1

In our garage we have a switch that controlled a light in the ceiling for a small laundry room. I have torn out that room and, in doing so, removed two lines coming down from the garage attic. When I went up into the attic to pull up those two lines I found a junction box that included the line coming from the switch that was connected to the ceiling light and also to two other lines powering another ceiling light and two other switches on the other side of the garage.

I pulled the wiring from the box and disconnected it all (and didn't take a pic before doing so) so I could remove the new unneeded lines and intended to simply re-wire as found to return everything to working order.

However, after connecting all the blacks, all the neutrals, and all the ground, the switch that controlled the light in the laundry area no longer controls the light. When the switch is in the off position, the ceiling light is on and stays on until I flip off the breaker. The switches and ceiling light on the other side of the garage work properly.

Garage switch

enter image description here

I have tried multiple ways to re-wire the switch and the lines in the attic but to no avail, including installing a new single-pole switch.

I think the problem, in part, is related to the panel hot line and the hot wire on the line going into the ceiling/attic are pigtailed, which I think means that the line going into the ceiling is always powered on.

Appreciate any help you can provide...

0

With the hot being supplied at the ceiling fixture when you tied the hots and neutrals together you wired the light hot all the time. If the switch wiring was included when tying things together when you turn the switch on it should trip the breaker. To correct this the best practice is to wire the white going to the switch to the hot and Mark this white wire black or another color other than green, or gray. Next the black coming from the switch to the black on the light and the white on the light to the bundle of whites (not the white black already connected). This way the remarked white is easy to identify as an old style switch leg. If you pulled the old 12-2 or 14-2 with ground out you should pull a new 12 or 14 3 with ground as modern code requires a neutral at the switch location for smart switches. Then the always hot to the switch would be tied to the black hot from the panel to the switch and the red wire connected to the other side of the switch would be to the black of the light. Grounds connected together and whites connected together in the ceiling box. If not using a smart switch just cap it until it may be needed later.normaly Normaly red is used as the switched conductor by profesionals. This should get your light working and the other devices powered from this location. I just reviewed the photos again and you already have an x-3 with ground going to the switch but the wire is short, adding a junction box in the ceiling would allow some connections to be made then a short piece of wire to the old junction box to make these connections , I would check at the switch box to see if there is enough wire slack to make the switch connections if not an old work box can be added and another short section of wire added to make it to the switch. In a garage it would add 1 box that will be exposed and need a solid cover and 1 box in the ceiling that will need a cover but this way be cheaper and less work than pulling new conductors unless the walls are still open.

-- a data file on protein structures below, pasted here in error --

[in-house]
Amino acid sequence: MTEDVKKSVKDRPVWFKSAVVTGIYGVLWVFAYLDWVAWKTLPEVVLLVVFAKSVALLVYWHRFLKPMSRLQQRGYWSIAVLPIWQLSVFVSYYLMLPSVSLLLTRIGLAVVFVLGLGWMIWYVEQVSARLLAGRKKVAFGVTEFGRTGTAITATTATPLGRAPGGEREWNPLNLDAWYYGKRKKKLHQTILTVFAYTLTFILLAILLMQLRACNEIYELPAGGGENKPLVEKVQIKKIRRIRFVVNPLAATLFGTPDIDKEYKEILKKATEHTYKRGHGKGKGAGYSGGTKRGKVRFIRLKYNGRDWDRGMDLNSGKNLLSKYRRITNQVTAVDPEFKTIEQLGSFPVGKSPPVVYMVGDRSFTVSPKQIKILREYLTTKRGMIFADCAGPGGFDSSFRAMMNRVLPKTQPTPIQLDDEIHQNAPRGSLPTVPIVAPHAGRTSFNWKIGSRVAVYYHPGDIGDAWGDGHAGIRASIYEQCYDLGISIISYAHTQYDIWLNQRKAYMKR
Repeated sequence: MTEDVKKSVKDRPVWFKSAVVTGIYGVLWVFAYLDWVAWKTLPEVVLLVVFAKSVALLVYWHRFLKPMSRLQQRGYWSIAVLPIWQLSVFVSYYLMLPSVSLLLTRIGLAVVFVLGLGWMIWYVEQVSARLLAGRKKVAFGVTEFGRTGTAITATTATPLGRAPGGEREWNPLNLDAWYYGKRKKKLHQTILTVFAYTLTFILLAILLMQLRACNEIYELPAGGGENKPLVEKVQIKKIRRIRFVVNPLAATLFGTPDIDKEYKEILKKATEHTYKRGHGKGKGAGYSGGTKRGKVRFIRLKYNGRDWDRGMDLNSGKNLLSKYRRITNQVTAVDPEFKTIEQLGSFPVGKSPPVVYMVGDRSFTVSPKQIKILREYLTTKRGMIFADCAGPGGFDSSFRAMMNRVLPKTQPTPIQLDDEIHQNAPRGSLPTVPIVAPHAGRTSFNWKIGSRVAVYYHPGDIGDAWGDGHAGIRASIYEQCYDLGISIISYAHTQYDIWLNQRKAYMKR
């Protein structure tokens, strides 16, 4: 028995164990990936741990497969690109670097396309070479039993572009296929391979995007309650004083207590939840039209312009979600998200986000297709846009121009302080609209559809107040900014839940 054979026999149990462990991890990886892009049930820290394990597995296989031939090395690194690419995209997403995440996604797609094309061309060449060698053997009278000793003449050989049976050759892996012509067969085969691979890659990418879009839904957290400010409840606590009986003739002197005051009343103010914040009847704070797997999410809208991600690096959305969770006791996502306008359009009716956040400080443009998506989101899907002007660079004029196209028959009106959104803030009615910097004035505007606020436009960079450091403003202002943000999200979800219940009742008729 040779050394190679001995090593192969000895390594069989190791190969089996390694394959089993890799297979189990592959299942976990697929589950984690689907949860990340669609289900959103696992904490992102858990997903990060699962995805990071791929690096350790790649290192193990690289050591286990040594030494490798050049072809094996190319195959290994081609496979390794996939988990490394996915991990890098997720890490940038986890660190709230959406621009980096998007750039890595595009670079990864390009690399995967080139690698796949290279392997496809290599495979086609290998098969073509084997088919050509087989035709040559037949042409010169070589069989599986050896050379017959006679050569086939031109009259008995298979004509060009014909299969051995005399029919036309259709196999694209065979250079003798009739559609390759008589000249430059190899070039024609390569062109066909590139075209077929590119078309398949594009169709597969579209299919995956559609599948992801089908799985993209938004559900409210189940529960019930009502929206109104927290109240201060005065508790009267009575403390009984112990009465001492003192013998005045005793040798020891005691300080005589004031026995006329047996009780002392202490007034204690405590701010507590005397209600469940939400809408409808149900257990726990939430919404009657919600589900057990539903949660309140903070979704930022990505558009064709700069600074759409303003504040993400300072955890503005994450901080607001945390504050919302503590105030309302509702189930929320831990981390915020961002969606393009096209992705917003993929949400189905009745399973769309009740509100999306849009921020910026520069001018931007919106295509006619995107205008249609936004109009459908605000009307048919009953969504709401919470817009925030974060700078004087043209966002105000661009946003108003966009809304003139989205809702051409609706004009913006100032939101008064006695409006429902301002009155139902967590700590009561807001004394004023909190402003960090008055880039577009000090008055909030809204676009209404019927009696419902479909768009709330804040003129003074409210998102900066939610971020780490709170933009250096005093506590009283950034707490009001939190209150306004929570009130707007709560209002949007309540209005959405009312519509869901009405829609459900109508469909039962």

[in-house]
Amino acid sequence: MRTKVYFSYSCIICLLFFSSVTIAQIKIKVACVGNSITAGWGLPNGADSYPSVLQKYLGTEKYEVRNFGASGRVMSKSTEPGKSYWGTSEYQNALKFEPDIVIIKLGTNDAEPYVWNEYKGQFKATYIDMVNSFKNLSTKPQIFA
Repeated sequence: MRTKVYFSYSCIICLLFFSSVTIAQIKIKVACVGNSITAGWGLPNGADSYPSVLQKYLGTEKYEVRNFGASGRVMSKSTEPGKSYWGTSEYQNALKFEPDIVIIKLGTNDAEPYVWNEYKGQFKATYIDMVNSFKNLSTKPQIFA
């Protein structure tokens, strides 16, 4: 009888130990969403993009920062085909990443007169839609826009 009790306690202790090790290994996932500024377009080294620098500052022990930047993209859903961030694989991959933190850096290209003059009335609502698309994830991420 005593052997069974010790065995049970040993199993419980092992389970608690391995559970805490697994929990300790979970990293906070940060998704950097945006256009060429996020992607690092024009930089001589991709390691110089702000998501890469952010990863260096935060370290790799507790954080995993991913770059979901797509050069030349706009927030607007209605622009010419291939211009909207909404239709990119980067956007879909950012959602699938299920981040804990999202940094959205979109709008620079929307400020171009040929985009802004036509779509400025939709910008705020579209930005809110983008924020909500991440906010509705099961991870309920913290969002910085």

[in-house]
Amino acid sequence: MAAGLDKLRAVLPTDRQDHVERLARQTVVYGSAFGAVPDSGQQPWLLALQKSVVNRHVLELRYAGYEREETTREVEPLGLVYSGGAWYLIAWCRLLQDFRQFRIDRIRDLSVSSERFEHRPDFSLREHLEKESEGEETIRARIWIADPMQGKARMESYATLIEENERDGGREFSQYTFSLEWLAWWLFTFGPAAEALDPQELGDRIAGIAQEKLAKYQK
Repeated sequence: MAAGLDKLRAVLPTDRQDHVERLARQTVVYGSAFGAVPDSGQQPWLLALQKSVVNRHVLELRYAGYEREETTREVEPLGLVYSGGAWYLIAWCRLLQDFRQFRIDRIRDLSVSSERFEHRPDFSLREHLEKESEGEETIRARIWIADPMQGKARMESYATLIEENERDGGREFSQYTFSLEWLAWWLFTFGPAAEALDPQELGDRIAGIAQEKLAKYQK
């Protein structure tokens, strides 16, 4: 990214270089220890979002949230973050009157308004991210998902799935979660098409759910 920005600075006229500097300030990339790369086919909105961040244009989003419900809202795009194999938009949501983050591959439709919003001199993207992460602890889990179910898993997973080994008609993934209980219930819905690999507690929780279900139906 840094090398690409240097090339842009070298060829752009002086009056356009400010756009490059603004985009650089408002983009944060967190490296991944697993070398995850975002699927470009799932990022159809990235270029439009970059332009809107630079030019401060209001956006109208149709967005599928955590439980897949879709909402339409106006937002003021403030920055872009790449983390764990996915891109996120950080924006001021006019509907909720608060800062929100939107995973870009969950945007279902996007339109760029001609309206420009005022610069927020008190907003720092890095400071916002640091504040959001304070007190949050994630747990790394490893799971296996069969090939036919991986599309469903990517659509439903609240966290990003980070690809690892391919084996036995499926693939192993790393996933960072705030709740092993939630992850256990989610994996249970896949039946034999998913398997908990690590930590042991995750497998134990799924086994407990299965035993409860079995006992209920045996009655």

• Thanks, Ed. To make sure that I understand - the white wire you're indicating I should "wire to the switch" is the white wire coming down from the ceiling, right? And by wire it "to the hot" is to connect that same white wire coming down from the ceiling to the hot wire from the panel? – JMak00 Oct 28 '18 at 21:38
  • Ed, I am confused here, sorry for the follow-up...the white wire in, "wire the white going to the switch to the hot", is that the white wire going to the ceiling or the white coming into the switch box from the panel? – JMak00 Oct 28 '18 at 21:52
  • I must have missed your comments, the wire from the switch is a switch leg. We connect the white going from the switch to the junction box to the hot from your panel in that junction box. The black conning back goes to the light. The white wire at the switch should be marked or taped so it is identified as a hot. Most of the time wire colors matter with switch legs white can be a hot when you tied like colors together you wired the light hot all the time. – Ed Beal Jan 31 '19 at 22:33

Your Answer

By clicking “Post Your Answer”, you agree to our terms of service, privacy policy and cookie policy

Not the answer you're looking for? Browse other questions tagged or ask your own question.